Research areas: Orthopaedics, Physiotherapy
Staff conducting research: Professor Robert Middleton, Associate Professor Tom Wainwright, Louise Burgess, Tikki Immins
In 2010, Professor Middleton and Associate Professor Wainwright published the results of the first UK study to implement Enhanced Recovery After Surgery (ERAS) within orthopaedics. The study followed 2,391 consecutive hip and knee joint replacement patients at the Royal Bournemouth and Christchurch Hospital, where they found high levels of staff and patient satisfaction, along with good clinical outcomes, following the implementation of ERAS. The average length of stay (LOS) decreased from 7.8 days to 4.1 days and there was no increase in the rate of complications or readmissions. Wainwright and Middleton presented the first data to assess ERAS in much older people and found patients aged 85 years+ went home four days earlier after hip replacement compared to case-matched patients elsewhere in the UK.
The BU researchers recommended the implementation of ERAS within orthopaedics at other hospitals, stating that major economic and capacity savings could be realised at the same time as improving key aspects of patient care. They conducted the first systematic review examining patient experience of ERAS in hip and knee replacements and the research confirmed that patient satisfaction was high and not adversely affected by ERAS.
They have also sought to optimise elements of the pathway known to directly affect patient experience, such as pre-operative education. BU research was the first to demonstrate that for patients this is most important, and showed that those undergoing knee replacement, who were considered at high risk of an extended LOS, and who attended an education class prior to surgery, stayed, on average, 2.58 days less in hospital
In 2015, BU established the Orthopaedic Research Institute to advance research in orthopaedic surgery: it has since expanded to include advocating ERAS for fractured neck of femur, ankle replacement surgery, shoulder replacement surgery and the first ever paper on ERAS for major spine surgery.
Following a series of education sessions conducted by Middleton and Wainwright in New Zealand, ERAS principles were implemented in 18 of the country’s participating district health boards for more than 11,000 people having elective hip and knee replacements and acute patients with fractured neck of femur, or broken hip – a potentially life-threatening injury, especially in older people. The results were significant:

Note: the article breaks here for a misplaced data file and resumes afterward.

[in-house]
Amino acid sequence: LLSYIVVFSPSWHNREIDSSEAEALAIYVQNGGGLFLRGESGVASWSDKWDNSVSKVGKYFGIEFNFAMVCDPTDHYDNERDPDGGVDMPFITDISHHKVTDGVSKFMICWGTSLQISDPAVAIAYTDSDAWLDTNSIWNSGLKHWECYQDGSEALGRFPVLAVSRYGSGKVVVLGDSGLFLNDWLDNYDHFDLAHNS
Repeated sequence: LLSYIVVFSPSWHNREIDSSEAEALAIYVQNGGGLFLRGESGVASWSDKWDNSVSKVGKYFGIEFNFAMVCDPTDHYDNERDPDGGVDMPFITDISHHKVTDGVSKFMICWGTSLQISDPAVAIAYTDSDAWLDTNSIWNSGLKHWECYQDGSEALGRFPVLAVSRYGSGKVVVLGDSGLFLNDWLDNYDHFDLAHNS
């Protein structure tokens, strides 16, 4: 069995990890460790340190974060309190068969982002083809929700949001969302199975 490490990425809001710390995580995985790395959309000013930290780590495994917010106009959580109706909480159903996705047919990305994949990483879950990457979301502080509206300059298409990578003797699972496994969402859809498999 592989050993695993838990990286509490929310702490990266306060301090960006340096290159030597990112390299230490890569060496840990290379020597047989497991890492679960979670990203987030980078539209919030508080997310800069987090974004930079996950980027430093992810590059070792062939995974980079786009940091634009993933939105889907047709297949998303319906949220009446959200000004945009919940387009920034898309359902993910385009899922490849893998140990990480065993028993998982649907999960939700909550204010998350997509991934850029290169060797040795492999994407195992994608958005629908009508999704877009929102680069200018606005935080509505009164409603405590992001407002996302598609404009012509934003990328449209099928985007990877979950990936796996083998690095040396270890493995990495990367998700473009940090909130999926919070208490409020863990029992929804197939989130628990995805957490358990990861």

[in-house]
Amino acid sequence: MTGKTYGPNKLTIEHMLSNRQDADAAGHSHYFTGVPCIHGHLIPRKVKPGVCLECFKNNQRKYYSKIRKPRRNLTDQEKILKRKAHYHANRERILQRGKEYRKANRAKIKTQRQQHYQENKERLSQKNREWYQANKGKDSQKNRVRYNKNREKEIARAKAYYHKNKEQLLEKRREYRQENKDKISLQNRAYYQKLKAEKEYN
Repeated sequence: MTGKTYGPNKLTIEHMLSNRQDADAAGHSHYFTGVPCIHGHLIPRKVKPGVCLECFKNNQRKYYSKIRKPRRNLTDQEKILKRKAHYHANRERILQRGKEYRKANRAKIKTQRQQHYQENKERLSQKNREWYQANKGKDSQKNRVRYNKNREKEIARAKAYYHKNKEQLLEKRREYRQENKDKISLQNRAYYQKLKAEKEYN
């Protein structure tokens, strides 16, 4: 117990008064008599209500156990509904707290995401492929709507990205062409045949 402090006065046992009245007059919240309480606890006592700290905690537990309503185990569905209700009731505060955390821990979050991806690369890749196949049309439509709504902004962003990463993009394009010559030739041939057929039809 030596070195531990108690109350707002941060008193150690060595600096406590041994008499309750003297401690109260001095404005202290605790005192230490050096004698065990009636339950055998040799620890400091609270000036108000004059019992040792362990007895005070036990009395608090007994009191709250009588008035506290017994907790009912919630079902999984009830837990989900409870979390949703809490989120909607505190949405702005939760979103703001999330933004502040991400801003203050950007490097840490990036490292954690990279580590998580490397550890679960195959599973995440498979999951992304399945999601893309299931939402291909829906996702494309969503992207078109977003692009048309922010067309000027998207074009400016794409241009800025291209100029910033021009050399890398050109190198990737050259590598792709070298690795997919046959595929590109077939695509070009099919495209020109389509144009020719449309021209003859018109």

- average LOS fell from 4.63 to 4.05 days for hip replacement surgery and from 5.00 to 4.29 days for knee-replacement surgery, resulting in a nominal saving of NZ$ 1.8 million
- the number of blood transfusions fell from 13.9% to 9.2% for hip replacements, from 17.8% to 5.5% for knee replacements, and 31.9% to 27.5% for fractured neck of femur, resulting in a nominal saving of NZ$516,000.
Wainwright has worked with the Scottish Government to implement a national programme to improve standards of care for orthopaedic joint arthroplasty patients across all 22 units in Scotland. Data collected from the Musculoskeletal Audit on behalf of the Scottish Government between September – December 2013 showed:
- an increase from 21% (2010) to 92% (2013) of hip and knee arthroplasty patients benefitting from ERAS and
- a decrease in LOS from 5.6 days (2010) to 4.8 days (2013).
A survey last year of attendees of the education sessions in New Zealand noted a range of benefits for patients as a result of implementing ERAS. Respondents reported shorter hospital stays, fewer complications and positive feedback from patients.
Next post: the effects of terrorism on tourism & reading on screen.